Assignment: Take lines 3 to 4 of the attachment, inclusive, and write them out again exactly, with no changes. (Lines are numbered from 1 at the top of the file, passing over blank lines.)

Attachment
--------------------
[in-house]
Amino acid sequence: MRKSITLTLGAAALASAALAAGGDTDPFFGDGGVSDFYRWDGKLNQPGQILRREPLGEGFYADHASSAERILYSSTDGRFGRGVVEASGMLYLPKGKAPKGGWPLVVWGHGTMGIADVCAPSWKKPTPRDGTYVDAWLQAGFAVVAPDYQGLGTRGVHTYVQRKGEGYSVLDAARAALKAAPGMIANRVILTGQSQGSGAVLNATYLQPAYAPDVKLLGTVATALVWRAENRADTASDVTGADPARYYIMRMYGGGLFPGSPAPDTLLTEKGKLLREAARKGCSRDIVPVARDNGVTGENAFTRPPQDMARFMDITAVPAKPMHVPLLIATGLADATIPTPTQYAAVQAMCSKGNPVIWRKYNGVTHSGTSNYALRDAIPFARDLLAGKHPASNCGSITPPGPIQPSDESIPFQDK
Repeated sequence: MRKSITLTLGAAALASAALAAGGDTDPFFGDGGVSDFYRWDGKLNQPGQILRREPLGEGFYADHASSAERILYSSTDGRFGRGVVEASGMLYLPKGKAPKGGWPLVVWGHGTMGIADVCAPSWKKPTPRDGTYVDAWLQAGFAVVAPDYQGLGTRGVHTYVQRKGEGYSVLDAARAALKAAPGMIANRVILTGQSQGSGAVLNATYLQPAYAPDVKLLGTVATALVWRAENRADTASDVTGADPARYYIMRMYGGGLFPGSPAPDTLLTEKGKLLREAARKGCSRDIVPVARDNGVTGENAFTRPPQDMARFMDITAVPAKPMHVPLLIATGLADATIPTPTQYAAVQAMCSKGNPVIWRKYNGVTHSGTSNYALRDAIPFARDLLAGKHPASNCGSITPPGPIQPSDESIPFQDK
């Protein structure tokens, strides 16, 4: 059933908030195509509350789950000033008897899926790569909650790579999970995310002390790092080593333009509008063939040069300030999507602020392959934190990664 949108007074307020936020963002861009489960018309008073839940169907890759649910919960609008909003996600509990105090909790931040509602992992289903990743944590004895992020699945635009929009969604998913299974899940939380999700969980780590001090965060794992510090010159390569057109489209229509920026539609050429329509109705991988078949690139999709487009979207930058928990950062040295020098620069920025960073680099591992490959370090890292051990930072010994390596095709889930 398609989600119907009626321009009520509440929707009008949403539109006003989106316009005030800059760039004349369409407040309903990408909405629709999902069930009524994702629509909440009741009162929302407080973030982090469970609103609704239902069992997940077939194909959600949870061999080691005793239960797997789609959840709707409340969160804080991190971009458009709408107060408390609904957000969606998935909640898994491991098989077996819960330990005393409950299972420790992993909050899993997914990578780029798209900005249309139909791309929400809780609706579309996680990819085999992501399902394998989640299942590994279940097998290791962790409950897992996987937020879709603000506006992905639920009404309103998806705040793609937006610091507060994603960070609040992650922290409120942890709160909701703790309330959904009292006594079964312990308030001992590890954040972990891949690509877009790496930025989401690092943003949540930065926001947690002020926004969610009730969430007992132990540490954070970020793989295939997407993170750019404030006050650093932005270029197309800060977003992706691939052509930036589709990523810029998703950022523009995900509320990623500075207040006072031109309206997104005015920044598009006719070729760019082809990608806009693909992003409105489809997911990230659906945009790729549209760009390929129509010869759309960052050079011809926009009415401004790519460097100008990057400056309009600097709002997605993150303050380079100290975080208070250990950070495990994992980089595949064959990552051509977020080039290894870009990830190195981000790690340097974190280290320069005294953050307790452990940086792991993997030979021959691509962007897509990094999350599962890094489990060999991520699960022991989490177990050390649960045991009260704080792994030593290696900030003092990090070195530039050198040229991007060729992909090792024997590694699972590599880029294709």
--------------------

Repeated sequence: MRKSITLTLGAAALASAALAAGGDTDPFFGDGGVSDFYRWDGKLNQPGQILRREPLGEGFYADHASSAERILYSSTDGRFGRGVVEASGMLYLPKGKAPKGGWPLVVWGHGTMGIADVCAPSWKKPTPRDGTYVDAWLQAGFAVVAPDYQGLGTRGVHTYVQRKGEGYSVLDAARAALKAAPGMIANRVILTGQSQGSGAVLNATYLQPAYAPDVKLLGTVATALVWRAENRADTASDVTGADPARYYIMRMYGGGLFPGSPAPDTLLTEKGKLLREAARKGCSRDIVPVARDNGVTGENAFTRPPQDMARFMDITAVPAKPMHVPLLIATGLADATIPTPTQYAAVQAMCSKGNPVIWRKYNGVTHSGTSNYALRDAIPFARDLLAGKHPASNCGSITPPGPIQPSDESIPFQDK
């Protein structure tokens, strides 16, 4: 059933908030195509509350789950000033008897899926790569909650790579999970995310002390790092080593333009509008063939040069300030999507602020392959934190990664 949108007074307020936020963002861009489960018309008073839940169907890759649910919960609008909003996600509990105090909790931040509602992992289903990743944590004895992020699945635009929009969604998913299974899940939380999700969980780590001090965060794992510090010159390569057109489209229509920026539609050429329509109705991988078949690139999709487009979207930058928990950062040295020098620069920025960073680099591992490959370090890292051990930072010994390596095709889930 398609989600119907009626321009009520509440929707009008949403539109006003989106316009005030800059760039004349369409407040309903990408909405629709999902069930009524994702629509909440009741009162929302407080973030982090469970609103609704239902069992997940077939194909959600949870061999080691005793239960797997789609959840709707409340969160804080991190971009458009709408107060408390609904957000969606998935909640898994491991098989077996819960330990005393409950299972420790992993909050899993997914990578780029798209900005249309139909791309929400809780609706579309996680990819085999992501399902394998989640299942590994279940097998290791962790409950897992996987937020879709603000506006992905639920009404309103998806705040793609937006610091507060994603960070609040992650922290409120942890709160909701703790309330959904009292006594079964312990308030001992590890954040972990891949690509877009790496930025989401690092943003949540930065926001947690002020926004969610009730969430007992132990540490954070970020793989295939997407993170750019404030006050650093932005270029197309800060977003992706691939052509930036589709990523810029998703950022523009995900509320990623500075207040006072031109309206997104005015920044598009006719070729760019082809990608806009693909992003409105489809997911990230659906945009790729549209760009390929129509010869759309960052050079011809926009009415401004790519460097100008990057400056309009600097709002997605993150303050380079100290975080208070250990950070495990994992980089595949064959990552051509977020080039290894870009990830190195981000790690340097974190280290320069005294953050307790452990940086792991993997030979021959691509962007897509990094999350599962890094489990060999991520699960022991989490177990050390649960045991009260704080792994030593290696900030003092990090070195530039050198040229991007060729992909090792024997590694699972590599880029294709």